EU Suggests A New Regulation For Blood, Tissues, And Cells

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A preliminary proposal for a new EU Regulation on blood, tissues, and cells (BTC) has been released by the European Commission (EC) in an effort to improve the safety and quality of substances of human origin (SoHO). With the exception of solid organs, the regulation will apply to all SoHO (such as blood, tissues, cells, breast milk, and microbiota).

Enhancing the protection of SoHO therapy recipients, donors, and offspring from medically assisted fertility treatment is one of the main goals of the plan. By facilitating the cross-border movement of these vital health products, the new regulation also seeks to address supply worries brought up by the COVID-19 pandemic. It also seeks to encourage the development of such therapies by establishing a uniform process for evaluating and authorising SoHO preparations and the establishment of the EU SoHO Platform.

The proposal is the outcome of a thorough review of the current EU regulations, which included input from a variety of BTC stakeholders and international organisations, including the European Directorate for the Quality of Medicines- EDQM of the Europe Council. The review uncovered some flaws, such as the fact that, in the almost 20 years since the regulations were first put into place, new infectious disease risks had emerged and that, despite the swift technological advancements for processing blood, tissues, and cells, the law had not kept up with these developments. Additionally, it was found that the legislation was being administered quite inconsistently across the EU and that contributors weren’t given a significant enough priority when it came to health protection.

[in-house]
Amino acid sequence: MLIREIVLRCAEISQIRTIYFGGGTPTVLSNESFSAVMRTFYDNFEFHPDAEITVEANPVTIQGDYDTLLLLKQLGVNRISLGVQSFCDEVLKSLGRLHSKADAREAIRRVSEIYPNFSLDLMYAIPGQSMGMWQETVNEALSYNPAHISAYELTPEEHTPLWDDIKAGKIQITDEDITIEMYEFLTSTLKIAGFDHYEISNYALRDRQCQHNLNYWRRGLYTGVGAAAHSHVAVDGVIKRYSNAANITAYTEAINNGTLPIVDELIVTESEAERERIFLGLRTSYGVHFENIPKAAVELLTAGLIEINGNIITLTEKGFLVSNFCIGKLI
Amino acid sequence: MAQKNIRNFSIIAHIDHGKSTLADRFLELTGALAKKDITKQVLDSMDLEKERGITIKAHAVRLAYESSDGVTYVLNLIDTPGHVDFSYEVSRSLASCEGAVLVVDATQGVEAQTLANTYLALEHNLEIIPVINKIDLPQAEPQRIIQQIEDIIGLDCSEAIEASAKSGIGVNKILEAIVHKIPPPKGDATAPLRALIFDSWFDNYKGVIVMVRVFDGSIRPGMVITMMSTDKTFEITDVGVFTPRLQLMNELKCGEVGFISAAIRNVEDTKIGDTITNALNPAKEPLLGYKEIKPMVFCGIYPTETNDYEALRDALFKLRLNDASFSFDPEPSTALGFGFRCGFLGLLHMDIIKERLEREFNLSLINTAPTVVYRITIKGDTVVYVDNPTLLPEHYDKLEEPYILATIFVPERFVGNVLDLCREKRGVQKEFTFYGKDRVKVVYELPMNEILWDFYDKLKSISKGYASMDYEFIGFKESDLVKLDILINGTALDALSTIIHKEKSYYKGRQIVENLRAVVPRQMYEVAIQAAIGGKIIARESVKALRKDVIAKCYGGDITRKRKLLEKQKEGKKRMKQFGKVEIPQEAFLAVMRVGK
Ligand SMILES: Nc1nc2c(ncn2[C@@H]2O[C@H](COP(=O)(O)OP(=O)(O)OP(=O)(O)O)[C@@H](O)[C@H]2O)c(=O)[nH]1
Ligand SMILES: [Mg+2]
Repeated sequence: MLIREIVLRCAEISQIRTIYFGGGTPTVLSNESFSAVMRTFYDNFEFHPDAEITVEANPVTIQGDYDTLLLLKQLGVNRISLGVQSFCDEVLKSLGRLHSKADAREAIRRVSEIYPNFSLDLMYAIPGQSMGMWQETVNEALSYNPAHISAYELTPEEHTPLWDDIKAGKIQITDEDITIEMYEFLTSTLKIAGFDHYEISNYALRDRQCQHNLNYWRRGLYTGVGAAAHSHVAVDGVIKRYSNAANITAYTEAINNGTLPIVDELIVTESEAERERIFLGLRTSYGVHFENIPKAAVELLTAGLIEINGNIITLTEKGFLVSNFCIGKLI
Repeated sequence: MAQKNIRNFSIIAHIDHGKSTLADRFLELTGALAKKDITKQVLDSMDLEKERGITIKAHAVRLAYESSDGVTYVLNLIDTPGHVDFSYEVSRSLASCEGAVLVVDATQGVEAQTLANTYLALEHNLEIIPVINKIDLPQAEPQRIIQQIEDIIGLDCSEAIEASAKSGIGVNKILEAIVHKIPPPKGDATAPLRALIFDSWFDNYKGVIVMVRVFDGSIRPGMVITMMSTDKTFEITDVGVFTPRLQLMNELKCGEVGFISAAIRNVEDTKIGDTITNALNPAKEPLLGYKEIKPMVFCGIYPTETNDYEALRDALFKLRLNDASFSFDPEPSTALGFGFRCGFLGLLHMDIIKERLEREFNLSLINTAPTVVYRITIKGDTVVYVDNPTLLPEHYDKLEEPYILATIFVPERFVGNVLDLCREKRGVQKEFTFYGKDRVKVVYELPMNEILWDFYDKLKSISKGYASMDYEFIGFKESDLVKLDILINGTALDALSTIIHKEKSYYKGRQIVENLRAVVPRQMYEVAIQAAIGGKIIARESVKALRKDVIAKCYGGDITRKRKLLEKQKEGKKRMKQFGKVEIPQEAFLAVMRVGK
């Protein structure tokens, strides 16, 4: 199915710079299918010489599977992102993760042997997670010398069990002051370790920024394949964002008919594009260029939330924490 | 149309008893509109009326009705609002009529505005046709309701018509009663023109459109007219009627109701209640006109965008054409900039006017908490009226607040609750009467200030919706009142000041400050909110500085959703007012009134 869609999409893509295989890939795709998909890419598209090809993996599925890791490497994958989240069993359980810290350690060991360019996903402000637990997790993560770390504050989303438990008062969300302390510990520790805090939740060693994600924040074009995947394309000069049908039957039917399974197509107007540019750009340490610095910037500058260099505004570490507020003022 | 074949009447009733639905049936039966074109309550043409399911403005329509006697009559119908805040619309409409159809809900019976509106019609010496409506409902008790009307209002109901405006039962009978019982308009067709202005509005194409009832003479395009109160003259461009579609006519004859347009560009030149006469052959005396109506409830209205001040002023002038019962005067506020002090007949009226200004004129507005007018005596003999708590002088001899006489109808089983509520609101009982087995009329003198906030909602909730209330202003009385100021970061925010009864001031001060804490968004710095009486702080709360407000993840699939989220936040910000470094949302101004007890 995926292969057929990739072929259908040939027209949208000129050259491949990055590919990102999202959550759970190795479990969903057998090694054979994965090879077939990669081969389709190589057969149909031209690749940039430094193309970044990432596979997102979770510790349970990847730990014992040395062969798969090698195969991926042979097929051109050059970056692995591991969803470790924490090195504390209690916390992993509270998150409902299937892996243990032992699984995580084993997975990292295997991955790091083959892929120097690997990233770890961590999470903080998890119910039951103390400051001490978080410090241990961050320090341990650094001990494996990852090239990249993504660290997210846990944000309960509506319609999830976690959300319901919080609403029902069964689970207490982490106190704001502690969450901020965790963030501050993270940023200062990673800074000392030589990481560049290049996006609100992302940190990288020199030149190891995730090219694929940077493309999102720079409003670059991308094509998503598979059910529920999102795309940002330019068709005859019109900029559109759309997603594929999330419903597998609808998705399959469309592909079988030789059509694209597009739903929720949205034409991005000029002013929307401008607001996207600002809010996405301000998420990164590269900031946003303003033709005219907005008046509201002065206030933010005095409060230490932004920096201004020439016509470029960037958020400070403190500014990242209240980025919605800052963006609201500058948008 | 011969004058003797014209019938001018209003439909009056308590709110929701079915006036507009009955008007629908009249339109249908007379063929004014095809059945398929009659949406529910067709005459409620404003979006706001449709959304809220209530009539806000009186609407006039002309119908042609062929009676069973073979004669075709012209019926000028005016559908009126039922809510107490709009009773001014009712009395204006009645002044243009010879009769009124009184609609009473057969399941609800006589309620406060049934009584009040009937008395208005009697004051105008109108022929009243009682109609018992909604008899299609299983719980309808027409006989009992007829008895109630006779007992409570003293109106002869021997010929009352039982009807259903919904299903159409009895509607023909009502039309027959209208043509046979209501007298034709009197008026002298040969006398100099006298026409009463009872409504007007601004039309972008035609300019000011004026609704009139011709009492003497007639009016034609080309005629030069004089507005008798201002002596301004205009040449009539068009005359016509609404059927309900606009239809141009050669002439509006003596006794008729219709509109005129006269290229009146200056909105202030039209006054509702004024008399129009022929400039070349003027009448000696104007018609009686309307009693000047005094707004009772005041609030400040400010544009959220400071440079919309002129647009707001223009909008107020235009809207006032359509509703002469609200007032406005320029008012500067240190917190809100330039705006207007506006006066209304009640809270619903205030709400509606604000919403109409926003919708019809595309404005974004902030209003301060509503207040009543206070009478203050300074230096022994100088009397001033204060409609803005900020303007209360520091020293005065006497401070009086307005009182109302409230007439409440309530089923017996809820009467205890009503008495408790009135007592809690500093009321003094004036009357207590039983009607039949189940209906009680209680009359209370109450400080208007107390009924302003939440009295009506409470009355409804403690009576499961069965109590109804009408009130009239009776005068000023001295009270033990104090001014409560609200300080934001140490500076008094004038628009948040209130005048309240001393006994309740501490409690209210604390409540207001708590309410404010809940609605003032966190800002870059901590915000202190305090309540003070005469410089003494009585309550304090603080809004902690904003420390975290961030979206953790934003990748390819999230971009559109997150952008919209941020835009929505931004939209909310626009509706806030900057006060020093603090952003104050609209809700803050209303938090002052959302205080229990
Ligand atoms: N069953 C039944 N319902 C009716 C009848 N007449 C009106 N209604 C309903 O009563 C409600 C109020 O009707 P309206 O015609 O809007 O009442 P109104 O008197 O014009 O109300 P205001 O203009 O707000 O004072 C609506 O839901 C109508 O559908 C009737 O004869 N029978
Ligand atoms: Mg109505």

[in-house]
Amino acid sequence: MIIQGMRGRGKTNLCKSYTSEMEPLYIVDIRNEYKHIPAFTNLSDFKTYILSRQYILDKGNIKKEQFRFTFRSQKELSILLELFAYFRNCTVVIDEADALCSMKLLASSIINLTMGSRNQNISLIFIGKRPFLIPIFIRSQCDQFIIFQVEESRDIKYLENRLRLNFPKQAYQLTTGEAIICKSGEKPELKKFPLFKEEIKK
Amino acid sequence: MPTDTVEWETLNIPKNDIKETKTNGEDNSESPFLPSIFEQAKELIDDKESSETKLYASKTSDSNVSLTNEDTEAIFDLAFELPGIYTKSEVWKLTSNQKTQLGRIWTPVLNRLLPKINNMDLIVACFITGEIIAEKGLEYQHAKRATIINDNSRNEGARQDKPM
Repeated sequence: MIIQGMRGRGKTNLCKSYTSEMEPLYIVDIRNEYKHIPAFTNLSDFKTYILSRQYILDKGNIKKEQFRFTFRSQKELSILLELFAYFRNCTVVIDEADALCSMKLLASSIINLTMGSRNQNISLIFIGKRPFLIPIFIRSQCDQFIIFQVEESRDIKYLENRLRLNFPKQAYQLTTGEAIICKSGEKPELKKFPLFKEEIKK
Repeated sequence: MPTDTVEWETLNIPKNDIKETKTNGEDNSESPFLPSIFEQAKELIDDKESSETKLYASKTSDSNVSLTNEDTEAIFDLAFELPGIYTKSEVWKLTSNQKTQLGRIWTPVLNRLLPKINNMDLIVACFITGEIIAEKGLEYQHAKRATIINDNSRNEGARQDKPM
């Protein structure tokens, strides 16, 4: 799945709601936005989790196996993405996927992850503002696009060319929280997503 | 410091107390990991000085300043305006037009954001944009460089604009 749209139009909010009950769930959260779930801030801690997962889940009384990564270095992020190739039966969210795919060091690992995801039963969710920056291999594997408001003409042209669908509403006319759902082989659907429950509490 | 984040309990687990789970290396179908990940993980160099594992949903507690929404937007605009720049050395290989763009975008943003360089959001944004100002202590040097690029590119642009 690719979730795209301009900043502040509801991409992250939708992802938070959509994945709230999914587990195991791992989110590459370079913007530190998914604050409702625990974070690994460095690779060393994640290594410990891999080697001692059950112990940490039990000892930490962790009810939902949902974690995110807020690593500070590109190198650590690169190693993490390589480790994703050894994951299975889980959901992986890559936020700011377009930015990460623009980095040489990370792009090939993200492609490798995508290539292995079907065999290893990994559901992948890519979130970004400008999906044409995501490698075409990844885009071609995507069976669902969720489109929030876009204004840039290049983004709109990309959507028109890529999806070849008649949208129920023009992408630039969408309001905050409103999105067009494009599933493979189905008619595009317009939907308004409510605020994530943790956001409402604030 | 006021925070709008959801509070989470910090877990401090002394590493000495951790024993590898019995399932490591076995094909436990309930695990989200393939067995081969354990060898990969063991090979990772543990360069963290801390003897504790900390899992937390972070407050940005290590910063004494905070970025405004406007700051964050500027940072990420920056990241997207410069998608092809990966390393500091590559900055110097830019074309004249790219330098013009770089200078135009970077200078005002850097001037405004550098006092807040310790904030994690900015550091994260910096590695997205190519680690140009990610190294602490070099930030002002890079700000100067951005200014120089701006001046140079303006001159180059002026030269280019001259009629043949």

The European Centre for Disease Prevention and Control (ECDC) and the EDQM of the Council of Europe are intended to be used by the Commission as expert bodies because of their technical standards and demonstrated knowledge. According to the EC, following the EDQM criteria will now serve as the primary method for meeting the EU quality and safety requirements for BTC.

The draught legislative proposal, in the words of the EC, lays the framework for a future-proof and robust legislative structure that will provide greater protection both for recipients and donors of BTC and enhance the already established, long-standing collaboration between both the EU and the Council of Europe/EDQM.

The Council and the European Parliament will now consider the idea. Following agreement and adoption of the final text, it will go into effect with a two-year transitional phase before the majority of the provisions take effect and a three-year term for some specific provisions. The 2002/98/EC Directive for blood and blood components and the 2004/23/EC Directive for tissues and cells, along with their implementing acts, will be replaced by the new Regulation.

Stella Kyriakides, the commissioner for health and food safety, said that annually, millions of citizens of the EU need either blood transfusions after surgery or maybe after an accident; bone marrow transplants to combat leukaemia; or cycles of IVF to become parents. These are but a few illustrations of how crucial these therapies are. They are an essential component of health systems across the EU, and the tougher regulations they are recommending now will guarantee that citizens can depend on the highest levels of product quality and safety, whether they need them for cancer treatment or urgent surgery. They now have yet another crucial component of the European Health Union after COVID-19 made it abundantly obvious how critical it is to have a robust health system.

According to the EC every year, SoHO serve as the foundation for many therapies that aim to improve and save lives:

  • 25 million blood transfusions are given to EU patients undergoing surgery or trauma care.
  • There are more than 36,000 stem cell transplants for blood malignancies.
  • Life-creating treatments that helped 165,000 children be born through medically assisted reproduction.
  • 14,500 corneal transplants to restore vision and 2,000 skin transplants to treat burn wounds and other ailments are examples of treatments that improve quality of life.